Phillies Franchise History: Greatest Player to Wear Each Number

PHILADELPHIA, PA - AUGUST 09: Former Philadelphia Phillies greats, Jim Bunning, Steve Carlton and Mike Schmidt were among many on hand to honor former manager Charlie Manuel who was to be inducted to the Phillies Wall of Fame during a ceremony before the start of a game against the New York Mets at Citizens Bank Park on August 9, 2014 in Philadelphia, Pennsylvania. (Photo by Rich Schultz/Getty Images)
PHILADELPHIA, PA - AUGUST 09: Former Philadelphia Phillies greats, Jim Bunning, Steve Carlton and Mike Schmidt were among many on hand to honor former manager Charlie Manuel who was to be inducted to the Phillies Wall of Fame during a ceremony before the start of a game against the New York Mets at Citizens Bank Park on August 9, 2014 in Philadelphia, Pennsylvania. (Photo by Rich Schultz/Getty Images) /
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PHILADELPHIA, PA – JUNE 28: A baseball with MLB logo is seen at Citizens Bank Park before a game between the Washington Nationals and Philadelphia Phillies on June 28, 2018 in Philadelphia, Pennsylvania. (Photo by Mitchell Leff/Getty Images)
PHILADELPHIA, PA – JUNE 28: A baseball with MLB logo is seen at Citizens Bank Park before a game between the Washington Nationals and Philadelphia Phillies on June 28, 2018 in Philadelphia, Pennsylvania. (Photo by Mitchell Leff/Getty Images) /

team. 6. . . . Tony Gonzalez. 22

This number hasn’t gotten much love in Phillies history with the likes of Casper Wells, Arthur Rhodes, and Jason Michaels donning it. It’s now worn by Gabe Kapler, who could one day find himself on this list as the best to wear 22.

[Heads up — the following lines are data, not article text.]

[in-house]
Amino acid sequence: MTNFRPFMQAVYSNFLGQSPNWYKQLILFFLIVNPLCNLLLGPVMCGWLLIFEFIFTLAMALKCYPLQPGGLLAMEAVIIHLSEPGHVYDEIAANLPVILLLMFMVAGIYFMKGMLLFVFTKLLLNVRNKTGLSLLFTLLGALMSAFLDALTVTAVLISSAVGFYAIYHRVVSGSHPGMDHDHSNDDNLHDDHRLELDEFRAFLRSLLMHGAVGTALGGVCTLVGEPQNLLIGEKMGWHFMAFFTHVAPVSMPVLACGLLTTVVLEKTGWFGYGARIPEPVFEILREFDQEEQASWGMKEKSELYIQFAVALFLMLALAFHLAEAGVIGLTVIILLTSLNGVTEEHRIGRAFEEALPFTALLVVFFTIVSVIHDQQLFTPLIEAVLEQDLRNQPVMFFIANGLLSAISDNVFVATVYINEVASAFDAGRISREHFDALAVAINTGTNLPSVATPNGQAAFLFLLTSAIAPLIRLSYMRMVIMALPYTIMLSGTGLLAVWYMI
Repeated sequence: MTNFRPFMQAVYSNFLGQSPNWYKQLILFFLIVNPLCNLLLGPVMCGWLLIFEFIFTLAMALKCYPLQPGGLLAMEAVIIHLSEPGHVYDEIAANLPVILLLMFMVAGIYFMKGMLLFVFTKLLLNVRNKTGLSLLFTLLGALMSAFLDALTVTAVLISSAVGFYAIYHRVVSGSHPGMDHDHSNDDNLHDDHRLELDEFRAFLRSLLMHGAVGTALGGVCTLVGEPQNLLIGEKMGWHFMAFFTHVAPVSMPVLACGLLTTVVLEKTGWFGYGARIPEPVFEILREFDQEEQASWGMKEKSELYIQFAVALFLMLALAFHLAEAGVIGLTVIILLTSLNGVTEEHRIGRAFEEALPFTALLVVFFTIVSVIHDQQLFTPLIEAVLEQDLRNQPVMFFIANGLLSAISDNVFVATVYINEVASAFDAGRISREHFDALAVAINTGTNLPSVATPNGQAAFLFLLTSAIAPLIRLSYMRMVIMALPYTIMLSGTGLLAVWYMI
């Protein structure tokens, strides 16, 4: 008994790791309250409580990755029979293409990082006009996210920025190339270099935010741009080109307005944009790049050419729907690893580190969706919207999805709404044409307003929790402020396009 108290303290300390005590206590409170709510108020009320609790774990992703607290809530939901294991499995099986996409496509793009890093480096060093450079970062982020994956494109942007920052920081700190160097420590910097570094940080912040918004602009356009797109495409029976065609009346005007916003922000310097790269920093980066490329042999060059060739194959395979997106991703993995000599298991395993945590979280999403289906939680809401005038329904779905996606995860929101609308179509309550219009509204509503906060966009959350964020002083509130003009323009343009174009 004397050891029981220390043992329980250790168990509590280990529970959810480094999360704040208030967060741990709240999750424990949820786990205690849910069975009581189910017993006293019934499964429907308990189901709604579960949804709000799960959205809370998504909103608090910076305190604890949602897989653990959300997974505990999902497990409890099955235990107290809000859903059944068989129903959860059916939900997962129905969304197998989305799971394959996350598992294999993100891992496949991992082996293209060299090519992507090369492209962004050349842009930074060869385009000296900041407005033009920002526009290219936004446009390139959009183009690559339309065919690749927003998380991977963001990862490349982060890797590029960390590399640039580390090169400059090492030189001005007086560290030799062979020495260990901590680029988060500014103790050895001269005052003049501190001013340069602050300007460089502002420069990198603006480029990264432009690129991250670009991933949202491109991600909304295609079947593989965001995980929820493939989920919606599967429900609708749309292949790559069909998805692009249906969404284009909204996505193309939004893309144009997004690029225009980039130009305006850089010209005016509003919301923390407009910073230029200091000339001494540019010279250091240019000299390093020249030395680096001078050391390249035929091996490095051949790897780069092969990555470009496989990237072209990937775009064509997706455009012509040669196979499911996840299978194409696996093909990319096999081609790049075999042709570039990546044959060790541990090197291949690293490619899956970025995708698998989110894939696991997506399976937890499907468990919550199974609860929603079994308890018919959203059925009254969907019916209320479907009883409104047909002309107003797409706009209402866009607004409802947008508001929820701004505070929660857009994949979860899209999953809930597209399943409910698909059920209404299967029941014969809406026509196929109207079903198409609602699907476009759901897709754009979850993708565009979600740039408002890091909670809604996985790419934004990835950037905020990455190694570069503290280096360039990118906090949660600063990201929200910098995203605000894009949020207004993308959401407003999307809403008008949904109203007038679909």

Born in Central Cunagua, Cuba, Tony Gonzalez made his major league debut with the Reds in 1960. Thirty-nine games into his career Cincinnati traded him to Philadelphia with Lee Walls for Frederick Hopke, Harry Anderson and Wally Post.

He never made an All-Star game, but given he played in a league with Willie Mays, Roberto Clemente, and Hank Aaron, it’s no surprise or knock.

Gonzalez finished his first of 12 seasons season hitting .274 and earned the nickname “Little Dynamite.” Eye and back injuries limited his career and manager Gene Mauch constantly platooned him in center field. The eye injuries caused by hit by pitches became such a problem Gonzalez became the first player in baseball history to wear a pre-molded ear flap on his helmet.

He never made an All-Star game, but given he played in a league with Willie Mays, Roberto Clemente, and Hank Aaron, it’s no surprise or knock.

Gonzalez has a consistent hitter throughout his career in Philadelphia, ending his nine-year stretch with the team in 1968 with a career .295 batting average. Three times he hit at least .300, including a .339 season in 1967, yet he finished 26th in the MVP voting. His .339 batting average placed him second in the batting title race behind Clemente.

Philadelphia lost Gonzalez after the 1968 season when he was selected in the expansion draft by the San Diego Padres 37th overall. Montreal, Kansas City, Seattle, and San Diego added teams that year, and unfortunately, Gonzalez was one of 120 players selected.

San Diego would flip Gonzalez back to the National League East in a deal with Atlanta and finish out his major league career with the Angels before playing in Japan.

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